SoC Electromagnetic Crosstalk: From A Tool Perspective

Why most of the commercial electromagnetic solvers and extraction engines are not suitable for analyzing EM crosstalk in a typical SoC design.

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Most commercial electromagnetic (EM) solvers are limited by the size of the design that they can handle, or they may take a very large amount of time or memory to perform the task. These capacity, memory or runtime constraints often lead to dropping important details about the design and the surrounding environment, which in many cases can mask the effects of EM crosstalk, or can lead to the wrong conclusion. For a tool to effectively tackle EM crosstalk challenges in today’s SoC designs, there are several key requirements:

•   Ability to identify Victim/Aggressor net pairs that most likely exhibit EM crosstalk. This is very important because analyzing all possible pairs of aggressive/victim pairs is not feasible. Hence it is highly desirable to have a mechanism for quickly evaluating the design layout and to rank order the most likely candidates that need to be analyzed.

•   The engine used for the extraction and EM solving must be able to handle the capacity associated with large design partitions and to efficiently utilize the memory of the compute infrastructure available.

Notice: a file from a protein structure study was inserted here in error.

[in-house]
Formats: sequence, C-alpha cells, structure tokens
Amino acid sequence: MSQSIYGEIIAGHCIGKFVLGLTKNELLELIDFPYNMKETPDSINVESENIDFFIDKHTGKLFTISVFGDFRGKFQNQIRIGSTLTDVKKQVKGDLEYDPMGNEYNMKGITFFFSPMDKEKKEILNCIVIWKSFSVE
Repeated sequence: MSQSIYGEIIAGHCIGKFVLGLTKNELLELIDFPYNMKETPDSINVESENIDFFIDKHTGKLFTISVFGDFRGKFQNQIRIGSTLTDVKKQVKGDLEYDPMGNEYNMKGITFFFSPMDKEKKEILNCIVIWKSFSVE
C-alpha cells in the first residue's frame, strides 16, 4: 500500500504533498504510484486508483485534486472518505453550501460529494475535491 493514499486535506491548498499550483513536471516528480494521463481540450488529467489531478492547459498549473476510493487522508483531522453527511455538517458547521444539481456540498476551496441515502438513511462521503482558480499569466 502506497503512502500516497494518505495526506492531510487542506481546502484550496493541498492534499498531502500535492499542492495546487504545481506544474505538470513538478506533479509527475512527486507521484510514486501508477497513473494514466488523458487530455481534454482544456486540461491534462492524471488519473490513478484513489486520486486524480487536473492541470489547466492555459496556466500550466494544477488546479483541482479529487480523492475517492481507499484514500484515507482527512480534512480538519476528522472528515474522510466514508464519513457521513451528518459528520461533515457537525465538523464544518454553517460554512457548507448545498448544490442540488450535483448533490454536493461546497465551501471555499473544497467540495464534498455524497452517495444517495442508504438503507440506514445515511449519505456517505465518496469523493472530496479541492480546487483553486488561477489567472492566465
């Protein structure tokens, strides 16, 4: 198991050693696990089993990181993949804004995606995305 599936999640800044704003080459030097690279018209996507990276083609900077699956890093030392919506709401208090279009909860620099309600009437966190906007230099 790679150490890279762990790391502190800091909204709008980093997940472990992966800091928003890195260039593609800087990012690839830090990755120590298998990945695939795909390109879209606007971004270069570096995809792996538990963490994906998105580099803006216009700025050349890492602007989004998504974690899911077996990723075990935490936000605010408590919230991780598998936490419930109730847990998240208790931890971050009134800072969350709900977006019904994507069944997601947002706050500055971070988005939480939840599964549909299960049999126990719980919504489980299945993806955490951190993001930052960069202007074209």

•   Maintaining accuracy is vital when performing EM crosstalk analysis, however, extreme levels of detail may only be needed in critical parts of the layout and not everywhere. Hence, it is often necessary to automatically operate in a hybrid extraction mode (hybrid meshing) to achieve high-accuracy while maintaining reasonable modeling/extraction speed.

•   Must operate across design hierarchies to be able to analyze potential EM crosstalk issues across various design blocks.

•   It is very important to efficiently model all types of surrounding structures (power/ground nets, substrate, coupling caps, bond pads layers, package layers, seal ring, scribe lines, etc.).

•   In advanced technology nodes (16nm and below), the tool must handle layout-dependent biasing, resistivities and thicknesses. Ignoring these layout-dependent effects (LDE) can impact the quality of the extraction and can lead to erroneous results.

•   Generate different output models, various types of analysis and simulation. A key requirement is to produce a physical RLCK netlist. The size of these netlists can be enormous, hence it is crucial to reduce the model size without losing accuracy.

•   Inter-operability with major EDA backend tools is also a key requirement. For example, it is important to be able to seamlessly back-annotate the extraction model into existing extraction databases created by other tools.

The Helic EM Crosstalk analysis and signoff tools address all the above requirements. Visit the Helic website for further details on how to handle SoC EM crosstalk complexity challenges.

 



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